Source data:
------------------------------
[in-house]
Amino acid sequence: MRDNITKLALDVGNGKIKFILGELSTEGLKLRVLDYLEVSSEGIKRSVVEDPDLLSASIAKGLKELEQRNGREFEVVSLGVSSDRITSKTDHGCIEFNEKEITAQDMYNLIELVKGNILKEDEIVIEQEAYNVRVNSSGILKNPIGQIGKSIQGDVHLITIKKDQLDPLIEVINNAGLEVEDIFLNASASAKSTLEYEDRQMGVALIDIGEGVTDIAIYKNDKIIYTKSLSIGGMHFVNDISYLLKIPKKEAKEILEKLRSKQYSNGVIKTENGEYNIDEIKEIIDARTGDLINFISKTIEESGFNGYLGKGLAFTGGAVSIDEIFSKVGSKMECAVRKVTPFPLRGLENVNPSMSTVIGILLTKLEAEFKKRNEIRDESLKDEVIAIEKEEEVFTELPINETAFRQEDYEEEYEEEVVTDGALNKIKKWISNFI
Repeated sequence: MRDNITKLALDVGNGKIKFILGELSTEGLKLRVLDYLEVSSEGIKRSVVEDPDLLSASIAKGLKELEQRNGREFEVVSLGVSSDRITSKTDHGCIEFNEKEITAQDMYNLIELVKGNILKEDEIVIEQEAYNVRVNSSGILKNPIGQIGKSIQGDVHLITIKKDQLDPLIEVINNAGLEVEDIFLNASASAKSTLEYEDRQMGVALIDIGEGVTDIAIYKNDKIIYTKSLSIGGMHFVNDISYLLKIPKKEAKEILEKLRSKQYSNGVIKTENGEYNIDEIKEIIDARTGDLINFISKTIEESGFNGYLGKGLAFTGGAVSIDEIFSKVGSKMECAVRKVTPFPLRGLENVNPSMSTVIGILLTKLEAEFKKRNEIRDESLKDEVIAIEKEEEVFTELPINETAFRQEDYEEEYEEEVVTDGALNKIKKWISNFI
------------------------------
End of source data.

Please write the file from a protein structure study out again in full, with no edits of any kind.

[in-house]
Amino acid sequence: MRDNITKLALDVGNGKIKFILGELSTEGLKLRVLDYLEVSSEGIKRSVVEDPDLLSASIAKGLKELEQRNGREFEVVSLGVSSDRITSKTDHGCIEFNEKEITAQDMYNLIELVKGNILKEDEIVIEQEAYNVRVNSSGILKNPIGQIGKSIQGDVHLITIKKDQLDPLIEVINNAGLEVEDIFLNASASAKSTLEYEDRQMGVALIDIGEGVTDIAIYKNDKIIYTKSLSIGGMHFVNDISYLLKIPKKEAKEILEKLRSKQYSNGVIKTENGEYNIDEIKEIIDARTGDLINFISKTIEESGFNGYLGKGLAFTGGAVSIDEIFSKVGSKMECAVRKVTPFPLRGLENVNPSMSTVIGILLTKLEAEFKKRNEIRDESLKDEVIAIEKEEEVFTELPINETAFRQEDYEEEYEEEVVTDGALNKIKKWISNFI
Repeated sequence: MRDNITKLALDVGNGKIKFILGELSTEGLKLRVLDYLEVSSEGIKRSVVEDPDLLSASIAKGLKELEQRNGREFEVVSLGVSSDRITSKTDHGCIEFNEKEITAQDMYNLIELVKGNILKEDEIVIEQEAYNVRVNSSGILKNPIGQIGKSIQGDVHLITIKKDQLDPLIEVINNAGLEVEDIFLNASASAKSTLEYEDRQMGVALIDIGEGVTDIAIYKNDKIIYTKSLSIGGMHFVNDISYLLKIPKKEAKEILEKLRSKQYSNGVIKTENGEYNIDEIKEIIDARTGDLINFISKTIEESGFNGYLGKGLAFTGGAVSIDEIFSKVGSKMECAVRKVTPFPLRGLENVNPSMSTVIGILLTKLEAEFKKRNEIRDESLKDEVIAIEKEEEVFTELPINETAFRQEDYEEEYEEEVVTDGALNKIKKWISNFI